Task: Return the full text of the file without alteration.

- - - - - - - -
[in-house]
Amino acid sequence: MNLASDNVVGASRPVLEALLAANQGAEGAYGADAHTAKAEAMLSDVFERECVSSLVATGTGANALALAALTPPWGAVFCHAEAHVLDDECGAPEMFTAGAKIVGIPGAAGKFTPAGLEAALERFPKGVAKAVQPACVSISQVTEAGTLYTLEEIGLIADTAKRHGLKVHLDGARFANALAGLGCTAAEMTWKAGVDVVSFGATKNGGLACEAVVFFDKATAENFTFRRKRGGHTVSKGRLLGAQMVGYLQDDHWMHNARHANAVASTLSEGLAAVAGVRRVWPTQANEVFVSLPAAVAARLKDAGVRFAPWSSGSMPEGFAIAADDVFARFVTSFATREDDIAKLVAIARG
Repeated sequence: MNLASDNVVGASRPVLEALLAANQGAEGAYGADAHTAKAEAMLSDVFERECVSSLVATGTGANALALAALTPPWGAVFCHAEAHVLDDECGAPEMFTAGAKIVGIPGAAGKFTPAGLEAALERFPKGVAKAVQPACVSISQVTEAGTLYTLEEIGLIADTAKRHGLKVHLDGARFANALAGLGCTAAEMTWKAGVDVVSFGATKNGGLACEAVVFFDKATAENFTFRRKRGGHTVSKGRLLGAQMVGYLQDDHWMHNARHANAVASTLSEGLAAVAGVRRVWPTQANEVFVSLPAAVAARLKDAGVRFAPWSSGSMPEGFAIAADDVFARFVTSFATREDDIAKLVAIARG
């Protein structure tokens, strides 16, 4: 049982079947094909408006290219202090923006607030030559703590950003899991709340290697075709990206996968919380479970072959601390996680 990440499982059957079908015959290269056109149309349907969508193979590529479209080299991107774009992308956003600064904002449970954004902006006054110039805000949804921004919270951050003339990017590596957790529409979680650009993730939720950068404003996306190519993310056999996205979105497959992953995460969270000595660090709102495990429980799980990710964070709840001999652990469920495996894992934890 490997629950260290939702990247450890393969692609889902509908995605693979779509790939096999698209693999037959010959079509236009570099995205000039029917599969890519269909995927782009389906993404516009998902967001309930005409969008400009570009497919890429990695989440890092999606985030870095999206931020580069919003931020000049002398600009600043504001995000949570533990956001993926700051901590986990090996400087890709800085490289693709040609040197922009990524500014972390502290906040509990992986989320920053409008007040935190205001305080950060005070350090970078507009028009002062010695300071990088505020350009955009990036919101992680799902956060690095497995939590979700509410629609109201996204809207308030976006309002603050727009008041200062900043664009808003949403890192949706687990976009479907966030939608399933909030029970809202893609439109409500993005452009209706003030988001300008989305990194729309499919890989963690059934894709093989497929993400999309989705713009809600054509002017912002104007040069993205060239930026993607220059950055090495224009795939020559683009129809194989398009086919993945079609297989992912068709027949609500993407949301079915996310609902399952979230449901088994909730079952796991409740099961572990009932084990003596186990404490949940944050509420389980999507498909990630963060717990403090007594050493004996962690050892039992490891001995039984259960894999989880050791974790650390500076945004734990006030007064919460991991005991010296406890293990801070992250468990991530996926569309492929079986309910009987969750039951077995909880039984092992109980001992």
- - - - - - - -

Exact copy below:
[in-house]
Amino acid sequence: MNLASDNVVGASRPVLEALLAANQGAEGAYGADAHTAKAEAMLSDVFERECVSSLVATGTGANALALAALTPPWGAVFCHAEAHVLDDECGAPEMFTAGAKIVGIPGAAGKFTPAGLEAALERFPKGVAKAVQPACVSISQVTEAGTLYTLEEIGLIADTAKRHGLKVHLDGARFANALAGLGCTAAEMTWKAGVDVVSFGATKNGGLACEAVVFFDKATAENFTFRRKRGGHTVSKGRLLGAQMVGYLQDDHWMHNARHANAVASTLSEGLAAVAGVRRVWPTQANEVFVSLPAAVAARLKDAGVRFAPWSSGSMPEGFAIAADDVFARFVTSFATREDDIAKLVAIARG
Repeated sequence: MNLASDNVVGASRPVLEALLAANQGAEGAYGADAHTAKAEAMLSDVFERECVSSLVATGTGANALALAALTPPWGAVFCHAEAHVLDDECGAPEMFTAGAKIVGIPGAAGKFTPAGLEAALERFPKGVAKAVQPACVSISQVTEAGTLYTLEEIGLIADTAKRHGLKVHLDGARFANALAGLGCTAAEMTWKAGVDVVSFGATKNGGLACEAVVFFDKATAENFTFRRKRGGHTVSKGRLLGAQMVGYLQDDHWMHNARHANAVASTLSEGLAAVAGVRRVWPTQANEVFVSLPAAVAARLKDAGVRFAPWSSGSMPEGFAIAADDVFARFVTSFATREDDIAKLVAIARG
């Protein structure tokens, strides 16, 4: 049982079947094909408006290219202090923006607030030559703590950003899991709340290697075709990206996968919380479970072959601390996680 990440499982059957079908015959290269056109149309349907969508193979590529479209080299991107774009992308956003600064904002449970954004902006006054110039805000949804921004919270951050003339990017590596957790529409979680650009993730939720950068404003996306190519993310056999996205979105497959992953995460969270000595660090709102495990429980799980990710964070709840001999652990469920495996894992934890 490997629950260290939702990247450890393969692609889902509908995605693979779509790939096999698209693999037959010959079509236009570099995205000039029917599969890519269909995927782009389906993404516009998902967001309930005409969008400009570009497919890429990695989440890092999606985030870095999206931020580069919003931020000049002398600009600043504001995000949570533990956001993926700051901590986990090996400087890709800085490289693709040609040197922009990524500014972390502290906040509990992986989320920053409008007040935190205001305080950060005070350090970078507009028009002062010695300071990088505020350009955009990036919101992680799902956060690095497995939590979700509410629609109201996204809207308030976006309002603050727009008041200062900043664009808003949403890192949706687990976009479907966030939608399933909030029970809202893609439109409500993005452009209706003030988001300008989305990194729309499919890989963690059934894709093989497929993400999309989705713009809600054509002017912002104007040069993205060239930026993607220059950055090495224009795939020559683009129809194989398009086919993945079609297989992912068709027949609500993407949301079915996310609902399952979230449901088994909730079952796991409740099961572990009932084990003596186990404490949940944050509420389980999507498909990630963060717990403090007594050493004996962690050892039992490891001995039984259960894999989880050791974790650390500076945004734990006030007064919460991991005991010296406890293990801070992250468990991530996926569309492929079986309910009987969750039951077995909880039984092992109980001992």